Gumboro disease (IBD)
Gumboro Disease (IBD) caused by Infectious Bursal Disease Virus is an immunosuppressive condition of chickens, which resulted in severe economical losses. Approximately 47 years after the first appearance of the disease, the changes in the form of presentation and pathogenicity of IBDV in the field has resulted in continual changes and adjustments of the vaccines used to control IBD. The original form of the disease, also known as classic or clinical IBD, was usually observed after the third week of life with high mortality, depending on factors, such as virulence of the strain of virus involved, age of the birds and maternal antibody status. The acute IBD is caused by the very virulent IBDV strains, characterized by high mortality rates in vaccinated chickens and the clinical signs and lesions are similar to those of the classic form. The subclinical
form of the disease is associated with the "variant" strains of IBDV and is characterized by low mortality and severe immunosuppression. Initially, the classic IBD was controlled by the use of mild vaccines produced in the early 1970s and from the late 1980s revealed absence of protection from wIBDV in vaccinated chickens. Another group of vaccinal strains, known as intermediate plus vaccine, has been used to control wIBDV strains. These vaccines multiply in birds, even in the presence of high maternal antibody titers. In the USA and other countries, the disease from the variant strains was controlled by intermediate strains as well as by inactivated vaccines that included variant strains, thus providing maternal antibodies against both the standard and variant strains. Until today, the IBD continues to pose an important threat to commercial poultry industry. The high resistence of IBDV to physical and chemical agents accounts for persistence of the virus in the outside environment, particularly on contaminated farms, despite disinfection. Nevertheless and not quite unexpected for the IBDV mutations in the genome, resulted in the emergence of antigenic variant strains in vaccinated flocks. The IBD requires heightened vigilance and the incidence and prevalence of the clinical and immunosuppressive forms must be evaluated more precisely.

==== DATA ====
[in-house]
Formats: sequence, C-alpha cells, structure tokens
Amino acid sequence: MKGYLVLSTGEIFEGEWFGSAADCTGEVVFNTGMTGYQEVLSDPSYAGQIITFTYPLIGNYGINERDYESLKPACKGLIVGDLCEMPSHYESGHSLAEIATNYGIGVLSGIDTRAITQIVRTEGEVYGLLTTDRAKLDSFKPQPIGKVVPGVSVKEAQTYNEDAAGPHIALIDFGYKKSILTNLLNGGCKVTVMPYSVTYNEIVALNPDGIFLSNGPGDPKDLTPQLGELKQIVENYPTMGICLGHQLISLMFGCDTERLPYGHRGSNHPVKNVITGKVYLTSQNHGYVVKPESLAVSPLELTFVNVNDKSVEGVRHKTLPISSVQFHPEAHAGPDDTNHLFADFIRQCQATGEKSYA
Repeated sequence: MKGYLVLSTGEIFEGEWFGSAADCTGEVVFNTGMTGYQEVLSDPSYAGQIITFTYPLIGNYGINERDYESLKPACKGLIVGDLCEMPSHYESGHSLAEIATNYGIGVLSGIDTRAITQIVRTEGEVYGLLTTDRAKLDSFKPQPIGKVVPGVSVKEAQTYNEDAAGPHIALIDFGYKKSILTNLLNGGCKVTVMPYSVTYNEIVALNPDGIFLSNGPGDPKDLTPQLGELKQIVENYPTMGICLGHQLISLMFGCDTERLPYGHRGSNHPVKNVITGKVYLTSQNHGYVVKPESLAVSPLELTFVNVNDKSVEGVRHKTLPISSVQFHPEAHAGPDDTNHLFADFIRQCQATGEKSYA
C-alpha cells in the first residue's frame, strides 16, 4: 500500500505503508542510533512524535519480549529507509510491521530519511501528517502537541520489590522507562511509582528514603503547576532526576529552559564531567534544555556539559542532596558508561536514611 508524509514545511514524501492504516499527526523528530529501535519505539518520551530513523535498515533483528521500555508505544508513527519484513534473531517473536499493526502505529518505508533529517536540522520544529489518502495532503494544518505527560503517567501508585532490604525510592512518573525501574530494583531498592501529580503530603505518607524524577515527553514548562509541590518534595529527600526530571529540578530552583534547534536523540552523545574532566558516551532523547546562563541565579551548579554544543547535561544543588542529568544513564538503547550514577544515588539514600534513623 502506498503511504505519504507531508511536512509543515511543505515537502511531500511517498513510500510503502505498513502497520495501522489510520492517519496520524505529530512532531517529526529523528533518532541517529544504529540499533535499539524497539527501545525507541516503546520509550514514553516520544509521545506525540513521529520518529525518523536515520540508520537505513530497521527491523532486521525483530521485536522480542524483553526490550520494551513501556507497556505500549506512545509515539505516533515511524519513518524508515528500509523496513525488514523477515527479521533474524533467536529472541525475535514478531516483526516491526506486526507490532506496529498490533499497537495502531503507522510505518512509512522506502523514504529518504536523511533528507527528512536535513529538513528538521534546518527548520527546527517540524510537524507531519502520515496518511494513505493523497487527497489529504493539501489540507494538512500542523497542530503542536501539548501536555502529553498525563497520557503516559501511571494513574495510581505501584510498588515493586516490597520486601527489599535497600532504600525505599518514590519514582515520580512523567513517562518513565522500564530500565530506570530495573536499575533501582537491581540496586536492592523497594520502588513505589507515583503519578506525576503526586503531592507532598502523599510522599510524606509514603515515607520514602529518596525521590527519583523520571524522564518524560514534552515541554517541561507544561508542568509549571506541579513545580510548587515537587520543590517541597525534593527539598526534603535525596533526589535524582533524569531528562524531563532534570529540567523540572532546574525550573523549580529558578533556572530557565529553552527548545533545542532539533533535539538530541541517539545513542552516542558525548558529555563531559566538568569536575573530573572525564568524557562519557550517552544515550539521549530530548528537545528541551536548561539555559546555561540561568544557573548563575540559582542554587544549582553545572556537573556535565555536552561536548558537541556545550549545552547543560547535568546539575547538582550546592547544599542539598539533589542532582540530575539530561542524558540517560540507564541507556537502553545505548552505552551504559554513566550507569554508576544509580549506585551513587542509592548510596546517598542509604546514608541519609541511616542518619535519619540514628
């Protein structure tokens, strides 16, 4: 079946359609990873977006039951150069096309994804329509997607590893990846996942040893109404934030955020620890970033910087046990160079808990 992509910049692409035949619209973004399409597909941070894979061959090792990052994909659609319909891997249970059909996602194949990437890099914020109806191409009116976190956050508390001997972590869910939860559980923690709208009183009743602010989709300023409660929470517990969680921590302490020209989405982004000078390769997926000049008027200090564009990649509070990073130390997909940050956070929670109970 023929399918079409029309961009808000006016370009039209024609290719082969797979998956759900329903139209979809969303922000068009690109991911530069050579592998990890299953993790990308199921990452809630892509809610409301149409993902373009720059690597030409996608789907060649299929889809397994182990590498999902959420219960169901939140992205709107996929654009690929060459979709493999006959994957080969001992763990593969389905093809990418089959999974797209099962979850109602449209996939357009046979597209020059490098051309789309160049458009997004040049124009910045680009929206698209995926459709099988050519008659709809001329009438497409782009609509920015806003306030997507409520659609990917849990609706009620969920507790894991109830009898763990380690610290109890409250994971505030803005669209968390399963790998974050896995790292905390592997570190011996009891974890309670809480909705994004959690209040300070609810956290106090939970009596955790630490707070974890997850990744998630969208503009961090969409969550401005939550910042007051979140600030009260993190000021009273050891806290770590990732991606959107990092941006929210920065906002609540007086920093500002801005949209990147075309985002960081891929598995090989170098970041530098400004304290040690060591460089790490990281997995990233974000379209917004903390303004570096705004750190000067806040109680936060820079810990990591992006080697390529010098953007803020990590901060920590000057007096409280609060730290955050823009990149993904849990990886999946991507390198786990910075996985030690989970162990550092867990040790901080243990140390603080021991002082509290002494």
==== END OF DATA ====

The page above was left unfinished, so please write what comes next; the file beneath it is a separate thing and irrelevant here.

- How to Cite
GEORGOPOULOU (Ι. ΓΕΩΡΓΟΠΟΥΛΟΥ) J. (2017). Gumboro disease (IBD). Journal of the Hellenic Veterinary Medical Society, 56(1), 59–70. https://doi.org/10.12681/jhvms.15072
- Vol. 56 No. 1 (2005)
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